Do you, Andrew, ever have in mind that your poems might be set to music?
AM: I think, to be honest, I rather did hope that it woud be set to music, which may seem rather ‘Empire State Building’ of me. But I am so interested in music as sound. And it has been my great good fortune to have such happy experiences of having poems set to music in the past, mainly by Peter Maxwell Davies, when he was Queen’s ‘Music-ing’ and I was Queen’s ‘poet-ing’. I often listen to music involving voices – opera or lieder. I almost always have somewhere in my mind that this might be settable.
There are many striking sounds and images from nature in ‘An Equal Voice’…
SB: I have called the second movement ‘Pastorale with Seascape’, because there are passages in Andrew’s poem which kind of use a nightmarish view of nature, for instance the sound of a shell before it explodes: ‘a soft siffle like a distant lark’. And of course nature is there in war – the birds are there. There’s also this idea of war as a horrendous sea storm.
But the fourth section, which I’ve called ‘scherzo’, is the most nightmarish of all – it’s about the scenes in mental hospitals with people whose minds have been completely destroyed by what they have seen. Actually, it’s also quite inspired by my mother who has dementia. I spent a lot of time in the old people’s home – there’s a sort of counterpoint of people doing weird repetitive things. One man kept saying ‘cigarette’, and someone else was talking very slowly about making a cake. The images in the poem reminded me of that. I’ve used little phrases, repeated by the choir and soloists all the way through.
The fifth part if called ‘paen’ which means thanksgiving, but I’ve used it as a vision of a world at peace. It finishes on the word ‘land’, repeated over and over. It seems to me that it’s ownership of land that we fight over. But are we talking about our country or the earth?
The voices in Andrew’s poem are the voices of the people – the patients and doctors – who have experienced war. Does it make a difference knowing these are real experiences?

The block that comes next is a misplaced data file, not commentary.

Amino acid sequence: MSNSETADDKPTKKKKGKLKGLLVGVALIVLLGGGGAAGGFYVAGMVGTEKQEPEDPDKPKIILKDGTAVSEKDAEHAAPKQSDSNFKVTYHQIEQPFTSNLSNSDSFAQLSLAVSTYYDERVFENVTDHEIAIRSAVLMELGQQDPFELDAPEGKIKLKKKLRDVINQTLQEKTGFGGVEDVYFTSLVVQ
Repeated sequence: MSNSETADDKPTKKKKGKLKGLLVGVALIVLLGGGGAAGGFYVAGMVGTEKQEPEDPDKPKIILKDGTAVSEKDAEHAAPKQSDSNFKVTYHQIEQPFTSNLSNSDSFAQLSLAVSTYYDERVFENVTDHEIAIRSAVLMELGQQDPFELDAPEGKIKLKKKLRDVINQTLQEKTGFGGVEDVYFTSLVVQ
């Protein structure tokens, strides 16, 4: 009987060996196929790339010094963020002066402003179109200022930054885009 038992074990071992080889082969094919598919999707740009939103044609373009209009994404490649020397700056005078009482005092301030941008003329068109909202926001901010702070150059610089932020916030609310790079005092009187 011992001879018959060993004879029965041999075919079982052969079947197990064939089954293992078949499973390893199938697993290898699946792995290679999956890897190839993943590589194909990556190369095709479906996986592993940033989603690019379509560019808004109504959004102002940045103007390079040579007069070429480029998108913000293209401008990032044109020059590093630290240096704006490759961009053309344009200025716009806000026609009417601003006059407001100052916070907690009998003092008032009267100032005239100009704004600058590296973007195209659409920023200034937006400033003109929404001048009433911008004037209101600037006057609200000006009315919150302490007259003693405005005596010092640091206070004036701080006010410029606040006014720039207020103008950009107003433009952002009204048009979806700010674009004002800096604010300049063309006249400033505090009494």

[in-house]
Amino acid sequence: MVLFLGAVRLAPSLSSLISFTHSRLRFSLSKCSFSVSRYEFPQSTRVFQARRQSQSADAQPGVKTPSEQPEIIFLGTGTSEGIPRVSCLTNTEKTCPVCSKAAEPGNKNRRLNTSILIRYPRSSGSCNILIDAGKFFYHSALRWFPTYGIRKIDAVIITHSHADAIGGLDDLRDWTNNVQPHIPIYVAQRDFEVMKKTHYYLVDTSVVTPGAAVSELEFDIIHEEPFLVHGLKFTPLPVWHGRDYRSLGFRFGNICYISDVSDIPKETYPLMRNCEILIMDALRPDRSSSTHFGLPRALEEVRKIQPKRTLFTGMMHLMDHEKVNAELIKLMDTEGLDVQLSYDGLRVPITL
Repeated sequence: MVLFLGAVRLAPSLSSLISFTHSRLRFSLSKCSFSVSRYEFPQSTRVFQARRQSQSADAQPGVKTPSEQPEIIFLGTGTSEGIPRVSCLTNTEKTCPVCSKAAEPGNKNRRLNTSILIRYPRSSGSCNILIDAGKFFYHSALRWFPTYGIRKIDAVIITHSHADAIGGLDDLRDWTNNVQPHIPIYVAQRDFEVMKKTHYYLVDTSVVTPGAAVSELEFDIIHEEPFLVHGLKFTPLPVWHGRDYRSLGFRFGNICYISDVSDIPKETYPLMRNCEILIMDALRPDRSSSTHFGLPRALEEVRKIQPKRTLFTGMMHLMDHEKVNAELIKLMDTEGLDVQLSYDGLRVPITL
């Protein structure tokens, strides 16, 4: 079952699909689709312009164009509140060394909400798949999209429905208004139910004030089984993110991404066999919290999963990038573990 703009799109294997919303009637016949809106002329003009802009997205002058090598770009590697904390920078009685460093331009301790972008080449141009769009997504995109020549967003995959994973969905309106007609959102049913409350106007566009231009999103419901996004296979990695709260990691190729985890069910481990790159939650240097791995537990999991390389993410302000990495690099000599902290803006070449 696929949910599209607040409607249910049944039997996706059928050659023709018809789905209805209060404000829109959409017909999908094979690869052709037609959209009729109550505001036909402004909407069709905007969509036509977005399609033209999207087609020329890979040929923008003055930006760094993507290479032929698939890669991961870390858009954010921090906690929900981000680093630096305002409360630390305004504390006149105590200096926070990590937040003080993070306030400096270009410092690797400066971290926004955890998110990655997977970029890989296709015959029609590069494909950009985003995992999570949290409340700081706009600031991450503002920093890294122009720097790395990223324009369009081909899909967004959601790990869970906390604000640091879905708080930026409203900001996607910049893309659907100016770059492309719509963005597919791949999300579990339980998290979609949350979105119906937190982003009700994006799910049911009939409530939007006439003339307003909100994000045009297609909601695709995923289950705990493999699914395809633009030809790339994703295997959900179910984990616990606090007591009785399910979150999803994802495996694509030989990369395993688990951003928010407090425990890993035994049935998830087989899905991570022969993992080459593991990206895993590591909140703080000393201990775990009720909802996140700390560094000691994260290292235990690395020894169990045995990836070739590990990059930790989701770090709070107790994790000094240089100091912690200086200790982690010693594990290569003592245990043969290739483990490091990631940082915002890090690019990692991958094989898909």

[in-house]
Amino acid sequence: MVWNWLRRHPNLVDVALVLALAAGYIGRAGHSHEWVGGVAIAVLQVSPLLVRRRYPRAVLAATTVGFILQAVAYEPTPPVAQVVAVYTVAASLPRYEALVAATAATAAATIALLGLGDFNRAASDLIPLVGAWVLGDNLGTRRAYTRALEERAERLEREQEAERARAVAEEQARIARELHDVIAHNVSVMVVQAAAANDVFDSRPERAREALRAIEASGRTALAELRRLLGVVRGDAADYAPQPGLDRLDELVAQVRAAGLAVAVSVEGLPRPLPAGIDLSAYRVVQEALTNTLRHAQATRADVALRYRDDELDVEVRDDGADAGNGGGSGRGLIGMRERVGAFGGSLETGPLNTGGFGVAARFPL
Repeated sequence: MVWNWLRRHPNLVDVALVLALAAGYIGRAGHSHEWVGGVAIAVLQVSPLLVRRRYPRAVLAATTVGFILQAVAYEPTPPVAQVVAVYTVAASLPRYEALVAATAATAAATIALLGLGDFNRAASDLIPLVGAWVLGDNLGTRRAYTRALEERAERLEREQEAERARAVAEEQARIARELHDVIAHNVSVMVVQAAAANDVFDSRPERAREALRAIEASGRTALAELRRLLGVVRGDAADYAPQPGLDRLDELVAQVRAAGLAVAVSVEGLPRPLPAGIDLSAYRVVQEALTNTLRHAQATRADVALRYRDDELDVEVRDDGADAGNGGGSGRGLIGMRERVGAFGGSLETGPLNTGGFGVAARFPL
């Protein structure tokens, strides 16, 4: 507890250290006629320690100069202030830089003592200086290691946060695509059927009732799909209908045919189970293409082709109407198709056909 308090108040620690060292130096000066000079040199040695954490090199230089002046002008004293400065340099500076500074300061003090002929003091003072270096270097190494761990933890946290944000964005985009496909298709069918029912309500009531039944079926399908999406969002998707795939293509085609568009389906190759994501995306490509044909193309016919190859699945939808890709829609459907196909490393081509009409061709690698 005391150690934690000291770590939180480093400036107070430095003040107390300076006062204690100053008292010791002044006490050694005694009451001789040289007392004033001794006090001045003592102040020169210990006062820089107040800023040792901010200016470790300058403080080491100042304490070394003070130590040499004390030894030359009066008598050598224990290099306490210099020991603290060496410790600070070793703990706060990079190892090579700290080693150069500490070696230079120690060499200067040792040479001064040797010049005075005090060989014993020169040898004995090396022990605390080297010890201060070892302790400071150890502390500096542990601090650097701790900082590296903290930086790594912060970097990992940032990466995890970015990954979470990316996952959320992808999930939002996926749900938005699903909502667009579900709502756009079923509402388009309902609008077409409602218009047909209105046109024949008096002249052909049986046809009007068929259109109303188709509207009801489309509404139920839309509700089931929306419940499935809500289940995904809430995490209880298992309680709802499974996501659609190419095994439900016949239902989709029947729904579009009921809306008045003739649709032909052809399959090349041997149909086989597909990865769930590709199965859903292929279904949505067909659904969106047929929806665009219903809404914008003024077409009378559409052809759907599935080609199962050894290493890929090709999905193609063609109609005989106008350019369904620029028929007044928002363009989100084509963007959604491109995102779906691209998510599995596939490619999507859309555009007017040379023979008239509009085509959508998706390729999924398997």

SB: Yes, absolutely. One knows all those images, particularly from World War One, the stoical description ‘dulce et decorum est’ and the irony, but we don’t so often hear about it from the point of view of those who have been damaged psychologically by it. Using the voices of people whose minds have been altered, who have been sent into madness, puts yet another horrible spin on it.
Do you think even today we are still reticent about dealing with that?
SB: Yes I think so. After all, today, if you join the army you are trained to use a gun and there is only one reason for that – to destroy another human being. That is quite a leap from how we are all made – to love and to connect. So what does it do to someone to give them a gun? What does it actually do? I find that quite interesting – the psychological effect of battle and whether there is enough support for people who are then damaged by the experience of having to put that into practice.
Is this piece then both a commemoration but also a way of questioning?
SB: Yes, very much so. It’s what we call in Scotland a ‘minding’. In our daily lives we often experience the seeds of war. We tend to confront rather than to resolve and discuss. I come from a Quaker standpoint – the idea that there is a part of God in everyone, in the enemy as well. We’re all made the same.
Is there a sense that poets, composers and writers have the responsibility or power to give voice to unheard individuals ?
AM: That’s nice of you to say that. And that’s very much what I think. You have to be a little bit careful not to sound as though you’re doing them a favour – I don’t mean it in that way. But there is perhaps an opportunity for voices to be heard that may not have been. And very often when I read war poems by people who haven’t been there, however well intentioned, I almost always feel that there is something grandstanding about it. I am very anxious to avoid that. I think one way around it is these ‘found’ or ‘collaborative’ poems, which uses the testimony of those who really were there. It can be very powerful.
Photos: Paul Joyce (Andrew Motion and Sally Beamish); Ashley Coombes (Sally Beamish)